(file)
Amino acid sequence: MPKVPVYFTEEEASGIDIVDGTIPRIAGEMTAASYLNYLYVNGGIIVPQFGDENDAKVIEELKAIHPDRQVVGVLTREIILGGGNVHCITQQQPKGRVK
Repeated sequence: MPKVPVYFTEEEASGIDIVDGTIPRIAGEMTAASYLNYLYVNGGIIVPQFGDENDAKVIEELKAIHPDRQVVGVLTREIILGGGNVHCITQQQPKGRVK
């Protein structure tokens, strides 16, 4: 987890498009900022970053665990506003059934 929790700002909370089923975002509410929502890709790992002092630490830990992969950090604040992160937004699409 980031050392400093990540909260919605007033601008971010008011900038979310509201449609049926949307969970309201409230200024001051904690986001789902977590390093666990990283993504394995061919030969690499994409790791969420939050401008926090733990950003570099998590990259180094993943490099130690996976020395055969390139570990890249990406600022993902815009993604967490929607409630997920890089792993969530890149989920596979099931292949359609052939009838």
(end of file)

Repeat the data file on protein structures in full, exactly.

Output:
Amino acid sequence: MPKVPVYFTEEEASGIDIVDGTIPRIAGEMTAASYLNYLYVNGGIIVPQFGDENDAKVIEELKAIHPDRQVVGVLTREIILGGGNVHCITQQQPKGRVK
Repeated sequence: MPKVPVYFTEEEASGIDIVDGTIPRIAGEMTAASYLNYLYVNGGIIVPQFGDENDAKVIEELKAIHPDRQVVGVLTREIILGGGNVHCITQQQPKGRVK
């Protein structure tokens, strides 16, 4: 987890498009900022970053665990506003059934 929790700002909370089923975002509410929502890709790992002092630490830990992969950090604040992160937004699409 980031050392400093990540909260919605007033601008971010008011900038979310509201449609049926949307969970309201409230200024001051904690986001789902977590390093666990990283993504394995061919030969690499994409790791969420939050401008926090733990950003570099998590990259180094993943490099130690996976020395055969390139570990890249990406600022993902815009993604967490929607409630997920890089792993969530890149989920596979099931292949359609052939009838």